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#26 GalaxyCollide


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Posted 17 June 2013 - 06:39 PM

Believe or not, I am 14 too. Young astronomer here :D
I am just happy to get opportunities to buy expensive scopes like Cave Astrola, Unitrons, or even modern telescopes. I am really happy to meet young astronomers like you.

Really nice restoring, It looks fantastic.


#27 youngamateur42



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Posted 17 June 2013 - 06:49 PM

Hi Andrew, glad to know I'm not the only young guy here on CN. So your looking for a Cave huh? Well.. Aren't we all? Haha they're great scopes and my grandpa was good friends with thomas cave back in the 50s and 60s, great guy. Good luck hunting for your cave, hope you've got deep pockets :D

#28 Ed D

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Posted 17 June 2013 - 07:16 PM

WOOOW, I'm glad I was sitting down when I came across your post. You have done a fantastic job with that scope. A 6" f/8 is a very capable instrument that can last you a lifetime, and the motor driven GEM is super for tracking planets and other high magnification targets. ENJOY!

Ed D

#29 turk123



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Posted 17 June 2013 - 07:29 PM

Very very nice job my friend. It is fun to tackle a difficult job and to finish it with the results you have. You should be proud. Only think left to say is . . . so what will be your next scope??? :question:

#30 Dave M

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Posted 17 June 2013 - 07:38 PM

Excellent!! job on the RV-6 :waytogo: :bow:

#31 bremms



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Posted 17 June 2013 - 07:41 PM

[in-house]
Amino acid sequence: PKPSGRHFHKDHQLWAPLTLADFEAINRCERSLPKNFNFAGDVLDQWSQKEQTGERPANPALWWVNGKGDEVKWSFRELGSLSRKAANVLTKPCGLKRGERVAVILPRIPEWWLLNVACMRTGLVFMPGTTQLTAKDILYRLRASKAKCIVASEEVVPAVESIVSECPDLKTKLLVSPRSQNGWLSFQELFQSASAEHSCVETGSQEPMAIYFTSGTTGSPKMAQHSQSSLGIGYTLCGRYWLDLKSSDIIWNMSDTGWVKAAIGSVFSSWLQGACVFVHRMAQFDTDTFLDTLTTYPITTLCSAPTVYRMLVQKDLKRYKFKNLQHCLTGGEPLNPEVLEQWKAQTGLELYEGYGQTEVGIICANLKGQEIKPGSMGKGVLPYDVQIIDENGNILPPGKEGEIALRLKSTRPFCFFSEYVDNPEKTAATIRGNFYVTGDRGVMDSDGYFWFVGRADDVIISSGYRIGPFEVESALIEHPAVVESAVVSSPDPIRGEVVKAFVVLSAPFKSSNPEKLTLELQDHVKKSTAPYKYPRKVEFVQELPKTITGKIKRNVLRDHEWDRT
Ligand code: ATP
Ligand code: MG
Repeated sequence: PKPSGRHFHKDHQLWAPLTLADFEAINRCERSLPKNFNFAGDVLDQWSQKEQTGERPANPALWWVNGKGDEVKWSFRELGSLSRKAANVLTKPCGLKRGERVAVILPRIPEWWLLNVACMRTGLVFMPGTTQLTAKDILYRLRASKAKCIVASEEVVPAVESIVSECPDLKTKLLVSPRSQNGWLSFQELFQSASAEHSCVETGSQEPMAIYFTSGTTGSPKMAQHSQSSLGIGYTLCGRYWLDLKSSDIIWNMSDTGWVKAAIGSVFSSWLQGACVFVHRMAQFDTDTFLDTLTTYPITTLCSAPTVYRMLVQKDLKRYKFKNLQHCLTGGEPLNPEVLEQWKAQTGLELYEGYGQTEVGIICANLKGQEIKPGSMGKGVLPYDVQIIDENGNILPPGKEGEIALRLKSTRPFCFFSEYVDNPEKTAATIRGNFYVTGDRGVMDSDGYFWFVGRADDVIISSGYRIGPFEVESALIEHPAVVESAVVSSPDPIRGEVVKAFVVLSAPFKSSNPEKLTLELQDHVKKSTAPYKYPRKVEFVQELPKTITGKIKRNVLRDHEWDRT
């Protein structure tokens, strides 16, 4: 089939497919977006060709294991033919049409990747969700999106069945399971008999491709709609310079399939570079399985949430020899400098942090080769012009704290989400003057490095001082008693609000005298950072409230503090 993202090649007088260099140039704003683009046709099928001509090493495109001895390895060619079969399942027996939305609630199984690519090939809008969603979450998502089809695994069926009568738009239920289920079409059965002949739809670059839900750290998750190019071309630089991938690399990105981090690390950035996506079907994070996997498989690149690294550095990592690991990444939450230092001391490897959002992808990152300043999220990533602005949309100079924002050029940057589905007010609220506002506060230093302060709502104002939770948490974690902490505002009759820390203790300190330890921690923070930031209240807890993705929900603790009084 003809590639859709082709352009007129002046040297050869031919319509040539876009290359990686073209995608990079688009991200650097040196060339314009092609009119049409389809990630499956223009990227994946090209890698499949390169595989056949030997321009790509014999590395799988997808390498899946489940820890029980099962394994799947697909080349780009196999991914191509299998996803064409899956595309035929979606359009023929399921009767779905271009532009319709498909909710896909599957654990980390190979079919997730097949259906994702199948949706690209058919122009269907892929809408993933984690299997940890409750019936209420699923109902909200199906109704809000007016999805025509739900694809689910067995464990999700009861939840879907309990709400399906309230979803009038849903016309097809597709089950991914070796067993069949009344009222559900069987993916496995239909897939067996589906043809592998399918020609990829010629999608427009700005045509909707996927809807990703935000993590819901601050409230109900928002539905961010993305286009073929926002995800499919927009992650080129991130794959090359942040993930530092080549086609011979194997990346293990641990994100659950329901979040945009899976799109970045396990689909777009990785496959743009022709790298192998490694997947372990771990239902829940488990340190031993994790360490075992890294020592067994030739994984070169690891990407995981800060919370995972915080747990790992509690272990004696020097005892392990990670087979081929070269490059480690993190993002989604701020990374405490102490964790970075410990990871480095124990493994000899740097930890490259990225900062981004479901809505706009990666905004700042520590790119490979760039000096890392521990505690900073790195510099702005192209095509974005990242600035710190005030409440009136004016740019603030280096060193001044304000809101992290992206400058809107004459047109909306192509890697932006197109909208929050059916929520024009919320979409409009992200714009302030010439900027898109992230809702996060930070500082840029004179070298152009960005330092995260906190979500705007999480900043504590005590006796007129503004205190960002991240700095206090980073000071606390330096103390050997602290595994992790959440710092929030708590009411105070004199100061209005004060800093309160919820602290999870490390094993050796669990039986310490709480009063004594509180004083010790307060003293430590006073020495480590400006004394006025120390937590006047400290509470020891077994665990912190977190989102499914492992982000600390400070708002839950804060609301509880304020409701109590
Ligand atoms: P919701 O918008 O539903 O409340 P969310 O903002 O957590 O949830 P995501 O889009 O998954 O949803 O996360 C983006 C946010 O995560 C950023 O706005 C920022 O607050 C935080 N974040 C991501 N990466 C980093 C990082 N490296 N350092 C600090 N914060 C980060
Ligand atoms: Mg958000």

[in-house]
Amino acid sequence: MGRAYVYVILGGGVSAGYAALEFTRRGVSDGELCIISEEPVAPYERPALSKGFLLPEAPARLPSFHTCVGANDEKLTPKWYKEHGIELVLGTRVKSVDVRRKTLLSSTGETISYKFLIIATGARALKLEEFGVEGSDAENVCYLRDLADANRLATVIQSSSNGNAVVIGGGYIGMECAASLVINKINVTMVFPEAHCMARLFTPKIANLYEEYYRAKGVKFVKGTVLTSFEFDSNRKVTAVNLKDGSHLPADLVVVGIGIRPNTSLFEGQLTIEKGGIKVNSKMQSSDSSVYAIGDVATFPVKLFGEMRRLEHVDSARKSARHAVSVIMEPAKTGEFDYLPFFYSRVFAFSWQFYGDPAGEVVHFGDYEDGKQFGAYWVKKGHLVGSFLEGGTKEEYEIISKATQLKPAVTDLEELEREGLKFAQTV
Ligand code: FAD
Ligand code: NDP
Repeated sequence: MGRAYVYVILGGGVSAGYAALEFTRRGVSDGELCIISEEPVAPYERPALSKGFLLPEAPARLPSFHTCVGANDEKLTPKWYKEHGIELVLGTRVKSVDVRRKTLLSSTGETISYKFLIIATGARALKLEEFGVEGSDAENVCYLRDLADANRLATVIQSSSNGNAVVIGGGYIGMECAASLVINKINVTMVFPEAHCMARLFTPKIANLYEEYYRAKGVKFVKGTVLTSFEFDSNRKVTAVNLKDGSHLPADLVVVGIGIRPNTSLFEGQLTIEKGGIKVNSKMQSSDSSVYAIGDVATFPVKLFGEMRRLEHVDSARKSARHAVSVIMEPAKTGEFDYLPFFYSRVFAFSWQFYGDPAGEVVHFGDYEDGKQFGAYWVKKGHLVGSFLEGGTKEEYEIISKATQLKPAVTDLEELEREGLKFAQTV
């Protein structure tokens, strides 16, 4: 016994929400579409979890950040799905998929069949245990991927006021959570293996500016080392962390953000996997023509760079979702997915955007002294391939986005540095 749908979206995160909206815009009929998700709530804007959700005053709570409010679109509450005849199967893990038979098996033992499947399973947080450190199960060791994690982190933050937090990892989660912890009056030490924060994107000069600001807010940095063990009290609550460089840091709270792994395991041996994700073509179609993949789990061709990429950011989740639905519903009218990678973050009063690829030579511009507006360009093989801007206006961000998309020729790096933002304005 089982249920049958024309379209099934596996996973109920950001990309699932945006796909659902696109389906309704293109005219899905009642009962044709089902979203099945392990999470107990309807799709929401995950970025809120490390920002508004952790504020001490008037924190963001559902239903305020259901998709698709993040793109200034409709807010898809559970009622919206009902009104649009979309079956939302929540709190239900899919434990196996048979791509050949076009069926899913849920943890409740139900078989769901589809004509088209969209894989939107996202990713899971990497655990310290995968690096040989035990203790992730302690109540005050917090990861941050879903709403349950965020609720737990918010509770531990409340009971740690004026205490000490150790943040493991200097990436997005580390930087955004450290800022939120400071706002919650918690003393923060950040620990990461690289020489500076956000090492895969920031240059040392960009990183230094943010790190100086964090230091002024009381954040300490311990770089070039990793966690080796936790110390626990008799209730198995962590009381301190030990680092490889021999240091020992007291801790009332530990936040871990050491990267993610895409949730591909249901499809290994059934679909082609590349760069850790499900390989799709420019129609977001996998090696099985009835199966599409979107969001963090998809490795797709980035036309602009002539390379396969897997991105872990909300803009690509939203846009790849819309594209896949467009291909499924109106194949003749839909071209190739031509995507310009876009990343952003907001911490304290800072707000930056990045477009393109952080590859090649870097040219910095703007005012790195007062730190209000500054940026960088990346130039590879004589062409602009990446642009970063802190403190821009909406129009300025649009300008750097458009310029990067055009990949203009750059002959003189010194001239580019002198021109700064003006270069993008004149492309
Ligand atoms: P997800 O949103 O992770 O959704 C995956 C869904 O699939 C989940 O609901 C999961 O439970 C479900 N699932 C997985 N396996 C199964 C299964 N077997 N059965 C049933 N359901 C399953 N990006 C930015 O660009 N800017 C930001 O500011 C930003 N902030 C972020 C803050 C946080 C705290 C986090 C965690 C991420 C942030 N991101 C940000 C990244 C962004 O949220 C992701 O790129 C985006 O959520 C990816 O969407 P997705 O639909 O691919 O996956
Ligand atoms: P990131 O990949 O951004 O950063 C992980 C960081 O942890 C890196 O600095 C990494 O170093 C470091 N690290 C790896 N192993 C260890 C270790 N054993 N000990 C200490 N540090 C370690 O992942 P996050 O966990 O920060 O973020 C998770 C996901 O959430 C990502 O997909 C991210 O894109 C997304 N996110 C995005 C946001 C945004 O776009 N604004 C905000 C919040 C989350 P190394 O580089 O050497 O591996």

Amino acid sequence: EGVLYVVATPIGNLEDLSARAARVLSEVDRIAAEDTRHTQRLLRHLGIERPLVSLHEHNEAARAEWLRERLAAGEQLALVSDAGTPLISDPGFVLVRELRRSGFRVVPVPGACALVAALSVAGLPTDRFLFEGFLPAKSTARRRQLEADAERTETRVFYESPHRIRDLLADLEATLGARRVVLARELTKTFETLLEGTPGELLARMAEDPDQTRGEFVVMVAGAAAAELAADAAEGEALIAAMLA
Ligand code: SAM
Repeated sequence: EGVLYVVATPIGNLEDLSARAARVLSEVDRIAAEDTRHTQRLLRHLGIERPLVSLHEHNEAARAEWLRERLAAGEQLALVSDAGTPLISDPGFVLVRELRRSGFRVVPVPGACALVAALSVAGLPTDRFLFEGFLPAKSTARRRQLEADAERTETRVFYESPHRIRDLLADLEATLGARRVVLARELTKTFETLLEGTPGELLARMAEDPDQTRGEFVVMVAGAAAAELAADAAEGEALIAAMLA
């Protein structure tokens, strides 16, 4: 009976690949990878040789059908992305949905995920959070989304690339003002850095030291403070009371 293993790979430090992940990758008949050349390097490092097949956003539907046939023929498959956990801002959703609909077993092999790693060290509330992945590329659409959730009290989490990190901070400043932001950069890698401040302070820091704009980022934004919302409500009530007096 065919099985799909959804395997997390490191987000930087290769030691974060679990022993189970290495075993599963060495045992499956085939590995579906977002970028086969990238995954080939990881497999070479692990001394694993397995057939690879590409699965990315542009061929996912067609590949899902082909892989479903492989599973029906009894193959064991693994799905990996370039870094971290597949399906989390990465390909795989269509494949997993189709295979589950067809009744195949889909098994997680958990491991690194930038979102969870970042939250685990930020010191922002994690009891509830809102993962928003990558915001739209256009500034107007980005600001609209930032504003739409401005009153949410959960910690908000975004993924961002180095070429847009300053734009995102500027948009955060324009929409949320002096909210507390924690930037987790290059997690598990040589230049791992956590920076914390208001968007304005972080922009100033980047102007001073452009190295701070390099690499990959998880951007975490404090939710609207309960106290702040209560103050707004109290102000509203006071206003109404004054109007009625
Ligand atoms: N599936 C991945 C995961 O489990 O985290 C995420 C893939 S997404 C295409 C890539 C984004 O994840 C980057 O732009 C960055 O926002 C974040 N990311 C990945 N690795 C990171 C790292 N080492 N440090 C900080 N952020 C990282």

Very nice. It was my first serious scope when I was about your age. I had so much fun with that scope. Still have the mirrors, tube got badly damaged in our barn and was replaced with aluminum. Gave the mount to a friend that was building a scope.
Superbly capable instrument. Nice job

#32 BigC



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Posted 18 June 2013 - 11:23 AM


#33 Bonco



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Posted 18 June 2013 - 03:19 PM

Excellent posts showing us your restoration. Looks great and as others have said the RV6 has tremendous viewing capabilities. Congratulations on a worthy project.

#34 amicus sidera

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Posted 18 June 2013 - 03:47 PM

You've done an exceptional job restoring that RV-6, Justin; with that kind of attitude and "can-do" spirit you'll go far in life! One word of advice: no matter what the future brings, hold on to that scope... even if in days to come you have to store it away for a time due to other commitments, or because you feel you'll never be interested in it again. This instrument, and your restoration of it, is a waypoint in your young life; when you are older, it will provide you with many opportunities for happy reflections (no pun intended).

I wish you many pleasant hours at the eyepiece of your new-yet-old instrument, Justin, and a lifetime full of clear, starry nights!


P.S. Folks, the next time someone on CN starts to bemoan a perceived lack of young folks who are seriously interested in amateur astronomy, I intend to provide them with a friendly link to this thread. :cool:

#35 rdandrea



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Posted 18 June 2013 - 04:03 PM

What Fred said!

#36 AstroTatDad



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Posted 18 June 2013 - 04:19 PM

very fine job, way too go. I feel old now lol. I was born in 71 :)

#37 bunyon



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Posted 18 June 2013 - 04:43 PM

I'll echo what Fred says. My first scope was a new C8 when I was 13. It was new so I didn't have to do the (beautiful) work you've done. But that c8 has now been with me for 30 years and travelled the country. There is simply nothing like your first scope. Congratulations and well done.

#38 yonkrz



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Posted 18 June 2013 - 05:49 PM

Very nice job.

#39 youngamateur42



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Posted 18 June 2013 - 06:01 PM

no plans of ever gettin' rid of this scope, no way!

#40 Jon Isaacs

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Posted 18 June 2013 - 07:56 PM

And that clean looking focuser.. Those aren't the original focuser knobs, but quite frankly, they're easier to grip and get a finer focus